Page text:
We were approached by a client with the task of developing a web-based crypto wallet for their platform, which includes a website, a mobile crypto wallet, and a desktop crypto wallet.
We got acquainted with the project, analyzed the current finished products and developed a plan for the implementation of the task, taking into account the connectivity of all wallets with each other.
We changed the brand name and blurred out any references in the screenshots so as not to violate the NDA for our client.
At the first stage, we analyzed the current infrastructure of the project, studied the ready-made products, the way they were implemented, and prepared possible options for how and how you can connect the web wallet with other wallets, that is, with the desktop wallet of the platform and the mobile wallet.
For us, this was not a difficult task, since our team has not been working on similar cases for the first time.
As part of preparing a way to implement this task of developing and linking wallets to each other, we also needed to provide for all possible options regarding the security of a web wallet.
We provided all the information to the client in the form of a technical assignment.
At the second stage, we developed prototypes, and then layouts of the ZeroQ Web Wallet, taking into account the corporate identity of the company.
The layouts were developed for different resolutions of PC screens, so that the main visual part under no circumstances loses its logical and visual meaning. With the same approach, layouts of the mobile adaptive web wallet were developed.
At the third stage, our team started developing a web wallet.
After preparing the layout and the basic set of functionality, we provided the client with access for partial familiarization with the current stage of development and possible testing.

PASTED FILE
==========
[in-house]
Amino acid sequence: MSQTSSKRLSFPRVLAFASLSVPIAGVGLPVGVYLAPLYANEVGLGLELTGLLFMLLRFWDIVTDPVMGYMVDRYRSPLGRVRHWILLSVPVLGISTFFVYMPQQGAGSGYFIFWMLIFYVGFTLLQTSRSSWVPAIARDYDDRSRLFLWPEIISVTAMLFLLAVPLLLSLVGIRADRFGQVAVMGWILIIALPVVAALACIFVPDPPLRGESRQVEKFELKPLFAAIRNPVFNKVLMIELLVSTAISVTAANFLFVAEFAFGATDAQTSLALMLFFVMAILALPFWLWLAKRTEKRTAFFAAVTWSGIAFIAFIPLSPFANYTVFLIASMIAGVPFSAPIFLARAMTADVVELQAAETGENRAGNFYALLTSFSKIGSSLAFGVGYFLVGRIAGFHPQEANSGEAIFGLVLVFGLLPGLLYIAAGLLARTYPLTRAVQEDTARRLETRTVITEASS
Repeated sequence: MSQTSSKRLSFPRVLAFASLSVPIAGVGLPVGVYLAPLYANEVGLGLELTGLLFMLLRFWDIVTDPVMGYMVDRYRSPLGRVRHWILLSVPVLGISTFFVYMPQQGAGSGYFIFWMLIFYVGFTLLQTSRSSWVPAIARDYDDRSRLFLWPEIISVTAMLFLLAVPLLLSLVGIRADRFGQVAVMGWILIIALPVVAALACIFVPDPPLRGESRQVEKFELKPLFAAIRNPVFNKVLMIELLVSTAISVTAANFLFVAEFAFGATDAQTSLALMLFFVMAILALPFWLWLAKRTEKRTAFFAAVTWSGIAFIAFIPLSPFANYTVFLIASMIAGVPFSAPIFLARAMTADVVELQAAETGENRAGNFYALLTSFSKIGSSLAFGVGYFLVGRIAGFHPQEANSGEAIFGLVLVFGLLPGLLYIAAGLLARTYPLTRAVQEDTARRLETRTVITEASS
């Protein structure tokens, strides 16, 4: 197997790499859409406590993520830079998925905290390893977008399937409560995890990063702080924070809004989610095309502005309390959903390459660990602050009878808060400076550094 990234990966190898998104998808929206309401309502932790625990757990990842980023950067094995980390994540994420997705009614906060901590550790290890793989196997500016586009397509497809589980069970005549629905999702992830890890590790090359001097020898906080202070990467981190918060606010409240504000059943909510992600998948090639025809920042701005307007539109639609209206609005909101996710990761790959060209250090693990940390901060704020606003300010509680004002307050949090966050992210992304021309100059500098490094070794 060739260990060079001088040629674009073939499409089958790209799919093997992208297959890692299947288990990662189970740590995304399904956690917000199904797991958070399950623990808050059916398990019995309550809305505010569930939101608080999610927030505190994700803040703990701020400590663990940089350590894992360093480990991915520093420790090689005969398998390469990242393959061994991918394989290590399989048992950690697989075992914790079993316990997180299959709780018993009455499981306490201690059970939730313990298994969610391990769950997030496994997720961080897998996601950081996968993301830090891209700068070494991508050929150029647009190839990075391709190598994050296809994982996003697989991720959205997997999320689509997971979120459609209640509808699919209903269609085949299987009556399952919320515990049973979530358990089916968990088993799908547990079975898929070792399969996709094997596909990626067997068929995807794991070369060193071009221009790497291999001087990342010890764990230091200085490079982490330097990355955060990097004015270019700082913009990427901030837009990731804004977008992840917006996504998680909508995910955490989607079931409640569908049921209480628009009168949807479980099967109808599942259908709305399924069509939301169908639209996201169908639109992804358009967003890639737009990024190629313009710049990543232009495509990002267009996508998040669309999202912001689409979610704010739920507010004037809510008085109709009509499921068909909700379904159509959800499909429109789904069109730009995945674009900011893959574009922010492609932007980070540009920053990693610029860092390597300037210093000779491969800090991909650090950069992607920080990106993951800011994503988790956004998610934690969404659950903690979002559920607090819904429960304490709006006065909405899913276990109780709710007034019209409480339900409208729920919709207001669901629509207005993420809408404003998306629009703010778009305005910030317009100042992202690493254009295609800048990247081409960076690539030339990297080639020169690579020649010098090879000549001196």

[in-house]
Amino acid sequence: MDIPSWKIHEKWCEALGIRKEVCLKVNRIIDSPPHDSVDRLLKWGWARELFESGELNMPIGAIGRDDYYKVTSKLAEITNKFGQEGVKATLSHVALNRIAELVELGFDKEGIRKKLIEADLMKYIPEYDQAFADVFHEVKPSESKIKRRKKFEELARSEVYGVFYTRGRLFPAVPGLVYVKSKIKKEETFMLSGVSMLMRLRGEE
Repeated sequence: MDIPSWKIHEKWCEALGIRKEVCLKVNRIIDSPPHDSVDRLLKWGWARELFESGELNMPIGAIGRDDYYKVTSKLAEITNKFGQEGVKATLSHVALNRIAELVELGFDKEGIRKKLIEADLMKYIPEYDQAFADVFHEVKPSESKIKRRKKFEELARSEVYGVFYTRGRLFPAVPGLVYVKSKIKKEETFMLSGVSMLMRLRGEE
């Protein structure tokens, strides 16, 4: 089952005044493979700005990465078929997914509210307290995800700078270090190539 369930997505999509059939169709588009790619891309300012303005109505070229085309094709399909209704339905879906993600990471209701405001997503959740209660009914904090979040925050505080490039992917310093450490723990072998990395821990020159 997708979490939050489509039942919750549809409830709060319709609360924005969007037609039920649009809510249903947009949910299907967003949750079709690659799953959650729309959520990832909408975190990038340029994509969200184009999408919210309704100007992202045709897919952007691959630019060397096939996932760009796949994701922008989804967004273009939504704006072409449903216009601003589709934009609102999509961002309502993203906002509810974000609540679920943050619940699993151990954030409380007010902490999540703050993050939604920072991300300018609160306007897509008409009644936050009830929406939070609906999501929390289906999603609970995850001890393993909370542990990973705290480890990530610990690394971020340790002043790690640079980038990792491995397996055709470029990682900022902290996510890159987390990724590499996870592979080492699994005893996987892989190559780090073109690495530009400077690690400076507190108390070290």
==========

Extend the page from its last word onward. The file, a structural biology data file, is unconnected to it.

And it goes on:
The fourth stage was the completion of the development of a web wallet, taking into account the initially set tasks for us.
Right before completion, we conducted penetration testing, a set of measures that simulate a real attack on a network or application. This was one of the most important parts of testing a web wallet before handing it over to the client, as security must be paramount.
Even during the development process, we provided and during the process itself “closed” all kinds of “bottlenecks” from, for example, brute force or DDoS attacks, as well as various other methods aimed at hacking or interfering with the stable operation of the ZeroQ Web Wallet.
Thanks to this approach, based on the results of penetration testing, we came to the conclusion that the web wallet meets all security standards and regulations at the time of its development.
The fifth stage was the transfer of the ZeroQ Web Wallet to the client for testing.
Testing by the client was carried out successfully, no comments or shortcomings were identified.
After that, the web wallet was published to the public. And our team was asked to stay on the technical support of the web wallet, and in addition to take on the same role with mobile, desktop wallets.